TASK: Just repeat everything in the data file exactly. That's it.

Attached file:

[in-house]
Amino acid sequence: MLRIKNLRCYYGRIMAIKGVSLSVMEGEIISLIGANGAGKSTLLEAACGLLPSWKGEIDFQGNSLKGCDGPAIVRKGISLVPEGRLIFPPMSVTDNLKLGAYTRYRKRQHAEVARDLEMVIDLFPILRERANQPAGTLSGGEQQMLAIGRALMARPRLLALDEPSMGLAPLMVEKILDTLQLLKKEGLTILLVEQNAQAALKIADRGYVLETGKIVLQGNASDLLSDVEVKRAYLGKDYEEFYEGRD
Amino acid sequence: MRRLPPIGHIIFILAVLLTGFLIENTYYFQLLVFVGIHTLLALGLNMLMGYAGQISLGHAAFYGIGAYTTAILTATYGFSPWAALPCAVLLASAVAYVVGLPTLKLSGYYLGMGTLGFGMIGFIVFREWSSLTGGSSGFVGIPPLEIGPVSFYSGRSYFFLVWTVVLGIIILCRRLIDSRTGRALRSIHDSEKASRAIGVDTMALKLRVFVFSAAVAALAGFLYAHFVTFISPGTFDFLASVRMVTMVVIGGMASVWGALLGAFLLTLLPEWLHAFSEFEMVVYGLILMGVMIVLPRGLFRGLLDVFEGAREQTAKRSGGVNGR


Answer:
[in-house]
Amino acid sequence: MLRIKNLRCYYGRIMAIKGVSLSVMEGEIISLIGANGAGKSTLLEAACGLLPSWKGEIDFQGNSLKGCDGPAIVRKGISLVPEGRLIFPPMSVTDNLKLGAYTRYRKRQHAEVARDLEMVIDLFPILRERANQPAGTLSGGEQQMLAIGRALMARPRLLALDEPSMGLAPLMVEKILDTLQLLKKEGLTILLVEQNAQAALKIADRGYVLETGKIVLQGNASDLLSDVEVKRAYLGKDYEEFYEGRD
Amino acid sequence: MRRLPPIGHIIFILAVLLTGFLIENTYYFQLLVFVGIHTLLALGLNMLMGYAGQISLGHAAFYGIGAYTTAILTATYGFSPWAALPCAVLLASAVAYVVGLPTLKLSGYYLGMGTLGFGMIGFIVFREWSSLTGGSSGFVGIPPLEIGPVSFYSGRSYFFLVWTVVLGIIILCRRLIDSRTGRALRSIHDSEKASRAIGVDTMALKLRVFVFSAAVAALAGFLYAHFVTFISPGTFDFLASVRMVTMVVIGGMASVWGALLGAFLLTLLPEWLHAFSEFEMVVYGLILMGVMIVLPRGLFRGLLDVFEGAREQTAKRSGGVNGR